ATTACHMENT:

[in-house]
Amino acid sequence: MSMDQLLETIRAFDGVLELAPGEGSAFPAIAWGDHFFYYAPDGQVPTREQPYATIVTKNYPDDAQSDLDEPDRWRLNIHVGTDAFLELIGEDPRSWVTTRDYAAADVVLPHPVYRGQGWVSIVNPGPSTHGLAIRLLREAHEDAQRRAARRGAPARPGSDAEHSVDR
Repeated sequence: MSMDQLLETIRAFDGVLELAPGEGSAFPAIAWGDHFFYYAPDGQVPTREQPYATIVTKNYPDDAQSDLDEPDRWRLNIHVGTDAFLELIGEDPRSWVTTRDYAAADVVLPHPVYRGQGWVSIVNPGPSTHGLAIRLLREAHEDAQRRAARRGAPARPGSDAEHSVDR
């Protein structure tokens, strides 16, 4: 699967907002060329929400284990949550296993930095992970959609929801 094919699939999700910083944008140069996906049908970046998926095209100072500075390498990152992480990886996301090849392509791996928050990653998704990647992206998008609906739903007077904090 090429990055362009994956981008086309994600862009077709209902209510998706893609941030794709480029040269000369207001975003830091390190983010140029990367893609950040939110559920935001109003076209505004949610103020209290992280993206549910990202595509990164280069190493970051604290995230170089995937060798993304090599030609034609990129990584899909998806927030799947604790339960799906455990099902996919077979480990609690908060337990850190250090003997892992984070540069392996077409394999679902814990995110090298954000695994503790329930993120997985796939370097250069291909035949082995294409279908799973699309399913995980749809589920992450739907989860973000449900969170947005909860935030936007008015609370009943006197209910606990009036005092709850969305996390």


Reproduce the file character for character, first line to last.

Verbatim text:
[in-house]
Amino acid sequence: MSMDQLLETIRAFDGVLELAPGEGSAFPAIAWGDHFFYYAPDGQVPTREQPYATIVTKNYPDDAQSDLDEPDRWRLNIHVGTDAFLELIGEDPRSWVTTRDYAAADVVLPHPVYRGQGWVSIVNPGPSTHGLAIRLLREAHEDAQRRAARRGAPARPGSDAEHSVDR
Repeated sequence: MSMDQLLETIRAFDGVLELAPGEGSAFPAIAWGDHFFYYAPDGQVPTREQPYATIVTKNYPDDAQSDLDEPDRWRLNIHVGTDAFLELIGEDPRSWVTTRDYAAADVVLPHPVYRGQGWVSIVNPGPSTHGLAIRLLREAHEDAQRRAARRGAPARPGSDAEHSVDR
């Protein structure tokens, strides 16, 4: 699967907002060329929400284990949550296993930095992970959609929801 094919699939999700910083944008140069996906049908970046998926095209100072500075390498990152992480990886996301090849392509791996928050990653998704990647992206998008609906739903007077904090 090429990055362009994956981008086309994600862009077709209902209510998706893609941030794709480029040269000369207001975003830091390190983010140029990367893609950040939110559920935001109003076209505004949610103020209290992280993206549910990202595509990164280069190493970051604290995230170089995937060798993304090599030609034609990129990584899909998806927030799947604790339960799906455990099902996919077979480990609690908060337990850190250090003997892992984070540069392996077409394999679902814990995110090298954000695994503790329930993120997985796939370097250069291909035949082995294409279908799973699309399913995980749809589920992450739907989860973000449900969170947005909860935030936007008015609370009943006197209910606990009036005092709850969305996390």